This piece stems from a video that I filmed with Stephen Banks (@DorsetScouser) on a freezing cold day at Mappowder in Dorset. Even wearing seven jumpers, two pairs of trousers and three pairs of socks it felt perishingly cold behind the camera.
But then I forgot how nippy it was, as something happened that was fascinating to watch.
I’m writing about it now because I’ve never heard anybody talk about the interesting aspect of horse behaviour that was revealed, and I haven’t seen anything published about it either. (Which is not to say that something hasn’t been published; I’d be amazed if it hasn’t: just that I’ve never seen it – and so maybe you haven’t either).
Horse loading problems and advice
The video is about how to load a horse into a lorry or a trailer. It’s a job that can cause a lot of people (and horses) real anguish.
The horse in the video is called Indie (as in indie band). Nearly five now, she’d not been in a lorry or a trailer since she was a foal and was moved to Mappowder to be with Rachel Norris, the Equusense trainer.
So what you see Rachel doing with Indie in this video is all being done for real; there’s no acting or pretending and there is – potentially – a lot at stake. A bad experience can put a horse off loading and travelling for a long, long time, and cause serious problems.
The first half of the video gives advice about what a horse should wear for loading and travelling, what the person handling the horse should wear, and what routines it’s useful to go through.
Horses will never put their feet where they won’t put their nose
Then it’s time to approach the ramp and the lorry.
We cut to a shot of the ramp at 7:59.
After which, I think it gets completely absorbing for anybody who’s interested not just in the specific question of how to get a horse to load into a lorry but in how animals behave and learn.
Indie comes up to the ramp (at 8:53) but doesn’t step on to it. Instead, she puts her head down and (at 9:15) sniffs.
And Rachel says: “I’m going to allow the horse to explore and just think about what I’m asking it to do. Now, you’ll notice she’s putting her nose on the ramp to sniff it.
“Horses will never put their feet where they won’t put their nose.
“Sometimes if the horse has got a particularly inquisitive nature they’ll also paw the ramp as well. Again, don’t discourage any of this behaviour.
“They need to really work out for themselves and investigate where you’re asking them to put their feet.
“So, I’m just going to give her just a couple of moments just to think about that.
“Again, don’t discourage her wanting to put her nose down.
“If you stop her doing that, then essentially what you are doing – or the way the horse reads it – is – ‘you don’t want me to put my nose there, and if you don’t want me to put my nose there, there must be a really good reason why and therefore I’m not going to put my feet there either’.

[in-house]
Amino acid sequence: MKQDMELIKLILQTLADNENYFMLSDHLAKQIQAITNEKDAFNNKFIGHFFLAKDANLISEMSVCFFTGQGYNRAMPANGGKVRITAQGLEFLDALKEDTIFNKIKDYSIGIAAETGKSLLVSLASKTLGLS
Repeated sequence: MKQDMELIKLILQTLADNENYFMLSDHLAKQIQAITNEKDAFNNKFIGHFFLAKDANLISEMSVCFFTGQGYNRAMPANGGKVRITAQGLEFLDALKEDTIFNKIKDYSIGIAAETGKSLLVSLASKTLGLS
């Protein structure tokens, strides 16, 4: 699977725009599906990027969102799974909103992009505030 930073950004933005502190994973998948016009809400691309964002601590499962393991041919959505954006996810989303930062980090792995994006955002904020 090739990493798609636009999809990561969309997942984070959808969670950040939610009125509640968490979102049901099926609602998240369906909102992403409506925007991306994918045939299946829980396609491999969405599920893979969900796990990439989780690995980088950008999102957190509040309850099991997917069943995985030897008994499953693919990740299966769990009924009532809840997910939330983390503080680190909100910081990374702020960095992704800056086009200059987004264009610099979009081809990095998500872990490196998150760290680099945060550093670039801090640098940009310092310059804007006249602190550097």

“So let’s let her think about that for a bit.”
And then at 11:02 the first foot goes on to the ramp, and then a second.
At which point Rachel says that many people would be inclined to start pulling the horse, to try to maintain momentum.
And anyone who’s ever been to a show involving horses, and hung around the area for loading and unloading, will probably have seen people shoving and shouting and waving their arms and losing their temper and getting out the whip…
Rachel goes about it differently, and soon enough a third foot goes on to the ramp and Indie then rather spraggily goes up. “Good girl… good girl”.
What struck me here is the statement that I picked out: “Horses will never put their feet where they won’t put their nose.”
What I like about this video is that you can see the truth of this statement played out in front of your eyes. You can see the horse thinking and moving and assessing and then moving up.
It may well be that the nose-feet rule is one of those things that horsey people just know, and reckon is so obvious that there’s no need ever to talk about it. Or it may be that what I’ve called the nose-feet rule is actually better explained as simply a manifestation of an educated and sympathetic way of handling horses.
I don’t know. But I thought, when I saw what’s in this video, that I would never look at horses in quite the same way again.
Note: Stephen Banks and I made a series of five videos for Cornish Mutual’s HorseSafe campaign in Dorset and Somerset, which Bridport-based Watershed PR is involved with (Stephen and I both work at Watershed PR).
As I hope I’ve made clear, I’ve written what’s above because I was genuinely taken with what happened, and I think what Rachel Norris says is useful and interesting.